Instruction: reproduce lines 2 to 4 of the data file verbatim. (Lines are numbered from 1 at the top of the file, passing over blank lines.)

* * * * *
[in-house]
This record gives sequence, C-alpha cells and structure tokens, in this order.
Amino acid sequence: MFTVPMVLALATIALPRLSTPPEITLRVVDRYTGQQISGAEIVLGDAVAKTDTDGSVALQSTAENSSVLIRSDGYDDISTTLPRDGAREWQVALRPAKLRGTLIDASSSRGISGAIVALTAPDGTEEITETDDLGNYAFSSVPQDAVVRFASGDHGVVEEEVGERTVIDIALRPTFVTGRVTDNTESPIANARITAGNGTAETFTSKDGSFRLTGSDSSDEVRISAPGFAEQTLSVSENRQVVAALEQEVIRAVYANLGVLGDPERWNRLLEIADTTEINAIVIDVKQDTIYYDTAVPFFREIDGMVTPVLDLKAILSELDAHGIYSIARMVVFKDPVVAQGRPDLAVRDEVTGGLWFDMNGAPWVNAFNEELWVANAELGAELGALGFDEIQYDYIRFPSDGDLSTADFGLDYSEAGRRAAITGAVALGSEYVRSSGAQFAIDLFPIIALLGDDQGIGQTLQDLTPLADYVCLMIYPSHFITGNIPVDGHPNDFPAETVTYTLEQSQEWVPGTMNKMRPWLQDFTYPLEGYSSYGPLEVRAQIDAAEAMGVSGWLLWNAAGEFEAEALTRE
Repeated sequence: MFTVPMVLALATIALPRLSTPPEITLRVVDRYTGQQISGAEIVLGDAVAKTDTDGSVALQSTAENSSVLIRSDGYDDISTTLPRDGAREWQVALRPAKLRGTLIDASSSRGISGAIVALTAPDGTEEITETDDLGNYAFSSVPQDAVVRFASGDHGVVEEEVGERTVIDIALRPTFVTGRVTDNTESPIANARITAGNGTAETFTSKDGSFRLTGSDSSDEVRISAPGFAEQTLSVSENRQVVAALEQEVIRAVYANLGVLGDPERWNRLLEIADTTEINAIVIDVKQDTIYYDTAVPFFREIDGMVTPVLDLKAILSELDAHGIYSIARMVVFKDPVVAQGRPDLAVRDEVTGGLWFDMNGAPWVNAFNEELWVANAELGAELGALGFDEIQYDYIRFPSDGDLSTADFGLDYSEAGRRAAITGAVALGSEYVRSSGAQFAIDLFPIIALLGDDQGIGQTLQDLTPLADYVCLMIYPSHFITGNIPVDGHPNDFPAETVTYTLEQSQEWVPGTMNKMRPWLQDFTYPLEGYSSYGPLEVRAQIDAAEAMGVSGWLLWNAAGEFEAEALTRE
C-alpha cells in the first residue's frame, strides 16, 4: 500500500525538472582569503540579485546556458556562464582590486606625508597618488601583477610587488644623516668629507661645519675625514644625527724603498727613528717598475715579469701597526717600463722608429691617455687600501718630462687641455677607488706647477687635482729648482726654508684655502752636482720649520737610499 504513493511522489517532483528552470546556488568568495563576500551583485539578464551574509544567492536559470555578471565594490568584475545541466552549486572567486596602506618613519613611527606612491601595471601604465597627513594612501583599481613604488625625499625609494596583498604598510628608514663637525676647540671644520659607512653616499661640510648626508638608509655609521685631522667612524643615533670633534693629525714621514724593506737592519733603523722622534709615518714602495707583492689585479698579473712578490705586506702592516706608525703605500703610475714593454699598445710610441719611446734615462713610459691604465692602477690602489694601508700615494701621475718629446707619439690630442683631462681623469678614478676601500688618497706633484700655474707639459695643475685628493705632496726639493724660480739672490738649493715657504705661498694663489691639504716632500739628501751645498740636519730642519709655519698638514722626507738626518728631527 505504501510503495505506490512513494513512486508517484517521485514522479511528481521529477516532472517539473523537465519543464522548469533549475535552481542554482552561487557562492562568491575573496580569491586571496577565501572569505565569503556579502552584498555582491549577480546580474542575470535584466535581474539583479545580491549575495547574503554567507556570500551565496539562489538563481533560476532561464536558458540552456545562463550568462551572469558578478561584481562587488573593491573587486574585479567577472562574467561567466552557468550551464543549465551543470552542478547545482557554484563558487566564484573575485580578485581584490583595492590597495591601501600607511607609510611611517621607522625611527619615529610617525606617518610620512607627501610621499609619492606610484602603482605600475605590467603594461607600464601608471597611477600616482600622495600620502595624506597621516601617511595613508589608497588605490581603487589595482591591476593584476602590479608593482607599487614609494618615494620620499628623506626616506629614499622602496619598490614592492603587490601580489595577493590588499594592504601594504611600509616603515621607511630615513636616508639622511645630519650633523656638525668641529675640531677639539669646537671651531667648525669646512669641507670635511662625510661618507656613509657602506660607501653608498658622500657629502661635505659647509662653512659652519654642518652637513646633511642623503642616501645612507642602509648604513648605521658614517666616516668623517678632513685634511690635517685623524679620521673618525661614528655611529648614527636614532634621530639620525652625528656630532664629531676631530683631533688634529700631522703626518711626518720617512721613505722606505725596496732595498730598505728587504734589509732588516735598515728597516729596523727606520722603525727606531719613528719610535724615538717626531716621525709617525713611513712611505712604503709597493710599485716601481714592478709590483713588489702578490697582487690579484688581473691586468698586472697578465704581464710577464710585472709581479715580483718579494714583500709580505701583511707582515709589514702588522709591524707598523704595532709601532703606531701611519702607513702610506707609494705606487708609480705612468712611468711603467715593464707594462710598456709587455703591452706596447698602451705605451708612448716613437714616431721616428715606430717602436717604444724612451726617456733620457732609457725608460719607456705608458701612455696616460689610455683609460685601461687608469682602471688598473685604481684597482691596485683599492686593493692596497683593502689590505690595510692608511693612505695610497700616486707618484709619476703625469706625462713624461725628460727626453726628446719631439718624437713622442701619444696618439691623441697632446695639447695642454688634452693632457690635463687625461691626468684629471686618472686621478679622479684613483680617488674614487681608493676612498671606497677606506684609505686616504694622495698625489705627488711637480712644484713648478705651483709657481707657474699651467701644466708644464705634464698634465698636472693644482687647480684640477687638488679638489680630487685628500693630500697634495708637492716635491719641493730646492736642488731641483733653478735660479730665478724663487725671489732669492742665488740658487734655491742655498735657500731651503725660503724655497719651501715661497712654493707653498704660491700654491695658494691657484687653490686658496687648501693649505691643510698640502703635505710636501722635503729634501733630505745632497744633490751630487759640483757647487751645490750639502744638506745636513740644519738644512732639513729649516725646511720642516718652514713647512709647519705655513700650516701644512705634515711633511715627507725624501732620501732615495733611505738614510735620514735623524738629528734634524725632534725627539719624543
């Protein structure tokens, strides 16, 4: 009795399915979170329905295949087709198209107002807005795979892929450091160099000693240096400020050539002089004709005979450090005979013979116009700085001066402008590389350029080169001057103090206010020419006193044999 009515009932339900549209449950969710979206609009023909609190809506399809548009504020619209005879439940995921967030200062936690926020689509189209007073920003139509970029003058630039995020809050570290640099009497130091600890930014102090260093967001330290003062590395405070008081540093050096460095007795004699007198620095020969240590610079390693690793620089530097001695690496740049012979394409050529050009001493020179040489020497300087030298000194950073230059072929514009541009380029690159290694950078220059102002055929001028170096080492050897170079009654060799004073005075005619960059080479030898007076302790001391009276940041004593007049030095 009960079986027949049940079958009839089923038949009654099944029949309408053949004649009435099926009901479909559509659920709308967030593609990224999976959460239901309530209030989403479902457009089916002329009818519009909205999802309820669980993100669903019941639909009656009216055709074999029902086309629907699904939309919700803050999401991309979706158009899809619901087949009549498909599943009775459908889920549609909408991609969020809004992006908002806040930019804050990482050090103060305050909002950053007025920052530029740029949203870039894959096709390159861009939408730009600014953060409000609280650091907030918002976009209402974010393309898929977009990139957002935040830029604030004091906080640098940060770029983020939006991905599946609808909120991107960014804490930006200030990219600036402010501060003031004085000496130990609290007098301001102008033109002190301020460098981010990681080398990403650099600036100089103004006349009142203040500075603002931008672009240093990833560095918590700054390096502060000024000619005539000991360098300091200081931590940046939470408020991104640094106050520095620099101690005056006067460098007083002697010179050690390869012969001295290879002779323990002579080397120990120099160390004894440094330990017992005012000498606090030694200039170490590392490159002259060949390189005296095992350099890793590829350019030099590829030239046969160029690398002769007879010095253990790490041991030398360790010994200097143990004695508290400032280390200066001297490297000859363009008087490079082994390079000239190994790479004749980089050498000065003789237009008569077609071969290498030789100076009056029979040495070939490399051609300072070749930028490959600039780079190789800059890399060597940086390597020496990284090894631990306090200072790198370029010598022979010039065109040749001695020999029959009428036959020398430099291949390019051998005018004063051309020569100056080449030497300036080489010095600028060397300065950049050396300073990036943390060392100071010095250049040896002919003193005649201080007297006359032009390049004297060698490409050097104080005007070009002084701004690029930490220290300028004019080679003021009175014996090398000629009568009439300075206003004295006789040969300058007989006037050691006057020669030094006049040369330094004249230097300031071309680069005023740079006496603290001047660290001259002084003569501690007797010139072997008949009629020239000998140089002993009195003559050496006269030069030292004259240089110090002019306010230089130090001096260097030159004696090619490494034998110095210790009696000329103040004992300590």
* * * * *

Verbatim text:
This record gives sequence, C-alpha cells and structure tokens, in this order.
Amino acid sequence: MFTVPMVLALATIALPRLSTPPEITLRVVDRYTGQQISGAEIVLGDAVAKTDTDGSVALQSTAENSSVLIRSDGYDDISTTLPRDGAREWQVALRPAKLRGTLIDASSSRGISGAIVALTAPDGTEEITETDDLGNYAFSSVPQDAVVRFASGDHGVVEEEVGERTVIDIALRPTFVTGRVTDNTESPIANARITAGNGTAETFTSKDGSFRLTGSDSSDEVRISAPGFAEQTLSVSENRQVVAALEQEVIRAVYANLGVLGDPERWNRLLEIADTTEINAIVIDVKQDTIYYDTAVPFFREIDGMVTPVLDLKAILSELDAHGIYSIARMVVFKDPVVAQGRPDLAVRDEVTGGLWFDMNGAPWVNAFNEELWVANAELGAELGALGFDEIQYDYIRFPSDGDLSTADFGLDYSEAGRRAAITGAVALGSEYVRSSGAQFAIDLFPIIALLGDDQGIGQTLQDLTPLADYVCLMIYPSHFITGNIPVDGHPNDFPAETVTYTLEQSQEWVPGTMNKMRPWLQDFTYPLEGYSSYGPLEVRAQIDAAEAMGVSGWLLWNAAGEFEAEALTRE
Repeated sequence: MFTVPMVLALATIALPRLSTPPEITLRVVDRYTGQQISGAEIVLGDAVAKTDTDGSVALQSTAENSSVLIRSDGYDDISTTLPRDGAREWQVALRPAKLRGTLIDASSSRGISGAIVALTAPDGTEEITETDDLGNYAFSSVPQDAVVRFASGDHGVVEEEVGERTVIDIALRPTFVTGRVTDNTESPIANARITAGNGTAETFTSKDGSFRLTGSDSSDEVRISAPGFAEQTLSVSENRQVVAALEQEVIRAVYANLGVLGDPERWNRLLEIADTTEINAIVIDVKQDTIYYDTAVPFFREIDGMVTPVLDLKAILSELDAHGIYSIARMVVFKDPVVAQGRPDLAVRDEVTGGLWFDMNGAPWVNAFNEELWVANAELGAELGALGFDEIQYDYIRFPSDGDLSTADFGLDYSEAGRRAAITGAVALGSEYVRSSGAQFAIDLFPIIALLGDDQGIGQTLQDLTPLADYVCLMIYPSHFITGNIPVDGHPNDFPAETVTYTLEQSQEWVPGTMNKMRPWLQDFTYPLEGYSSYGPLEVRAQIDAAEAMGVSGWLLWNAAGEFEAEALTRE